Posts Tagged ‘plastic fabrication’

Admittedly plastic welding is a fabrication technique that is going to be attempted by few “Do-it-yourselfers”. Plastic welding will require the purchase of special tools and filaments which are not always easy to come by.¬† In addition, since most plastic welding is done by specialists, it is difficult to get fabrication tips from plastics distributors or manufacturers. You’re likely going to have to search the internet for ideas and while we cannot vouch for the tips, YouTube seems to have several good videos to get you started off right.

In particular the company “Techspan” which manufacturers plastic welding equipment has, what looks to us, as a good 4-1/2 minute video on the basics of plastic welding. In particular we like that it talks about preparing the plastic for fabrication/welding (something often overlooked in these types of videos) and it goes into topics such as “tacking” which is welding two pieces on a 45 degree angle to each other. We’d prefer to let the video speak for itself and we’ve linked it below:



We found a great little video on YouTube by user “Make:” which in just three minutes (before credits) gives all sorts of great tips for the DIYer using acrylic in their applications. It starts off with a good point that not everyone knows: acrylic comes in both cast and extruded forms. Yes, they have differences that are important in an application. Yes, there is a difference in cost. Other important tips include how to thermoform, glue, and most importantly – drill, the plastic. Drilling is especially important as the plastic can crack easily, so using lubrication and a soft touch is essential to prevent a wasted part. It will help you answer some questions you didn’t even know to ask prior to diving in: do you have all the materials you need? How are you planning to smooth the edges of the acrylic?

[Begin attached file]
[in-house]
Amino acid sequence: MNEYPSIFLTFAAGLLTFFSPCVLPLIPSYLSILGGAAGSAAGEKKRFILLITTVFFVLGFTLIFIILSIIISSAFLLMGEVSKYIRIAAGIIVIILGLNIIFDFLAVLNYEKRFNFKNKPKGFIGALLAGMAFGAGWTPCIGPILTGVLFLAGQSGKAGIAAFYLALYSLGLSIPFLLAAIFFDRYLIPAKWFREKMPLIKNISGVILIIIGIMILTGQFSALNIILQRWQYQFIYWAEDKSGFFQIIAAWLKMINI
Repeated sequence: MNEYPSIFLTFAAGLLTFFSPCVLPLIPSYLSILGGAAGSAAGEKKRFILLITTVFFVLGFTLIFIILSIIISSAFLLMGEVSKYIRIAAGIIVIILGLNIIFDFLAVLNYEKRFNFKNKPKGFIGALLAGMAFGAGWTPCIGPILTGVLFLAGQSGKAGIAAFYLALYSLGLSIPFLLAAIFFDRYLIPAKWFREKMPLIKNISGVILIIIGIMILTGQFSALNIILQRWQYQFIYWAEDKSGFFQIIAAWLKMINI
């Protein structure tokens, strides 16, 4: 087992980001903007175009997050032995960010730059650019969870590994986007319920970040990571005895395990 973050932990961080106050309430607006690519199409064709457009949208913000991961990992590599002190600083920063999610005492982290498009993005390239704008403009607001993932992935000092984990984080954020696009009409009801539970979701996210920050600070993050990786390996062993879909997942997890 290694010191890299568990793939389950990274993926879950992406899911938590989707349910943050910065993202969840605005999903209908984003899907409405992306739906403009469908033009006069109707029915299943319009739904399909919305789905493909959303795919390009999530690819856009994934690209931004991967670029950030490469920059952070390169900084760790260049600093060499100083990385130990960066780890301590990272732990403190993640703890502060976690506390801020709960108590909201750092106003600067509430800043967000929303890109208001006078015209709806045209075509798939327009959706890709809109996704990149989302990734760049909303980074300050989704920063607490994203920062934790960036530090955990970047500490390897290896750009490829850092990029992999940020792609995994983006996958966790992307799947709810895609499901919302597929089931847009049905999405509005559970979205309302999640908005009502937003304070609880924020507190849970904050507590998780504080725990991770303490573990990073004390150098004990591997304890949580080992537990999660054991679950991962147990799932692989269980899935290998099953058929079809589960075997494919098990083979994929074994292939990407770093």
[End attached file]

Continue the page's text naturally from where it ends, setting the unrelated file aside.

We’ll let the video do the rest of the talking:

Perhaps no industrial plastic is more requested by the “do-it-yourselfer” community than acrylic. Prized for its beauty and well-known because it is used in many applications where the public would encounter the material (displays, aquariums, giftware). In short, acrylic has gained an impressive reputation. But when you work with the material, especially if you’re inexperienced, you really need to do your due diligence in learning the strengths and weaknesses of acrylic and learn how to fabricate it properly.

One of the first tips – especially if you’re just starting out – is to temper your expectations. People imagine they can create polished, flawless projects at home similar to what they have seen in existing products or on the internet. But acrylic is “fussy” to fabricate, it can crack easily if fabrication is done near the edges of the material, it can scratch and the nice, polished finish you see is done by a technique called “flame-polishing” which is a skill that needs to be developed and requires special equipment.